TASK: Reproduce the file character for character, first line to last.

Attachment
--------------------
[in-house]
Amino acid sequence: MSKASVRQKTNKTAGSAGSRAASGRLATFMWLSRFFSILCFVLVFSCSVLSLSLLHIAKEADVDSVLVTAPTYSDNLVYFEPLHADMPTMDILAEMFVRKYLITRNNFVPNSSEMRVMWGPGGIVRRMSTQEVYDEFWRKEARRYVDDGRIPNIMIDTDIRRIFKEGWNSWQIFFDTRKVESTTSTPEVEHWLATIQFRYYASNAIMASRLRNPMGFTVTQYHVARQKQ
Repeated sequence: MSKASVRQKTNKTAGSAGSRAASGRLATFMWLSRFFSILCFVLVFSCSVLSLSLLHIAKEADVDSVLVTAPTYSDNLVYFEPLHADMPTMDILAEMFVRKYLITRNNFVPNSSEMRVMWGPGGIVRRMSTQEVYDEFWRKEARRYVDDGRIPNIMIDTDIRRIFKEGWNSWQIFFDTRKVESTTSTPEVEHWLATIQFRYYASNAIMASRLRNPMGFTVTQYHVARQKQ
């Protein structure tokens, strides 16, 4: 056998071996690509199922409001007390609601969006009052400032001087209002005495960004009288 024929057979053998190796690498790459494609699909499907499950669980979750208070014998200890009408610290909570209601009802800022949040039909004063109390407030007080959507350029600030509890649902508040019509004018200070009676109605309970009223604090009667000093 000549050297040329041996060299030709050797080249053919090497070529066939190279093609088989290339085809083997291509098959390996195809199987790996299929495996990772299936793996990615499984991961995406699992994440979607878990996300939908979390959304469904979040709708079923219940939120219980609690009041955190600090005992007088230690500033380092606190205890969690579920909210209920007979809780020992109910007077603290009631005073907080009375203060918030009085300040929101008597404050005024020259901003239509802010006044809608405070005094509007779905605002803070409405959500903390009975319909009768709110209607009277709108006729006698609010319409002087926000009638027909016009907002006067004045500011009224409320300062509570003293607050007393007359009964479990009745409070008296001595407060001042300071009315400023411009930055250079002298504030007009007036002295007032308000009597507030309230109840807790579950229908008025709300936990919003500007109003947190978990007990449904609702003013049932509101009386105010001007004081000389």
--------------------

[in-house]
Amino acid sequence: MSKASVRQKTNKTAGSAGSRAASGRLATFMWLSRFFSILCFVLVFSCSVLSLSLLHIAKEADVDSVLVTAPTYSDNLVYFEPLHADMPTMDILAEMFVRKYLITRNNFVPNSSEMRVMWGPGGIVRRMSTQEVYDEFWRKEARRYVDDGRIPNIMIDTDIRRIFKEGWNSWQIFFDTRKVESTTSTPEVEHWLATIQFRYYASNAIMASRLRNPMGFTVTQYHVARQKQ
Repeated sequence: MSKASVRQKTNKTAGSAGSRAASGRLATFMWLSRFFSILCFVLVFSCSVLSLSLLHIAKEADVDSVLVTAPTYSDNLVYFEPLHADMPTMDILAEMFVRKYLITRNNFVPNSSEMRVMWGPGGIVRRMSTQEVYDEFWRKEARRYVDDGRIPNIMIDTDIRRIFKEGWNSWQIFFDTRKVESTTSTPEVEHWLATIQFRYYASNAIMASRLRNPMGFTVTQYHVARQKQ
């Protein structure tokens, strides 16, 4: 056998071996690509199922409001007390609601969006009052400032001087209002005495960004009288 024929057979053998190796690498790459494609699909499907499950669980979750208070014998200890009408610290909570209601009802800022949040039909004063109390407030007080959507350029600030509890649902508040019509004018200070009676109605309970009223604090009667000093 000549050297040329041996060299030709050797080249053919090497070529066939190279093609088989290339085809083997291509098959390996195809199987790996299929495996990772299936793996990615499984991961995406699992994440979607878990996300939908979390959304469904979040709708079923219940939120219980609690009041955190600090005992007088230690500033380092606190205890969690579920909210209920007979809780020992109910007077603290009631005073907080009375203060918030009085300040929101008597404050005024020259901003239509802010006044809608405070005094509007779905605002803070409405959500903390009975319909009768709110209607009277709108006729006698609010319409002087926000009638027909016009907002006067004045500011009224409320300062509570003293607050007393007359009964479990009745409070008296001595407060001042300071009315400023411009930055250079002298504030007009007036002295007032308000009597507030309230109840807790579950229908008025709300936990919003500007109003947190978990007990449904609702003013049932509101009386105010001007004081000389």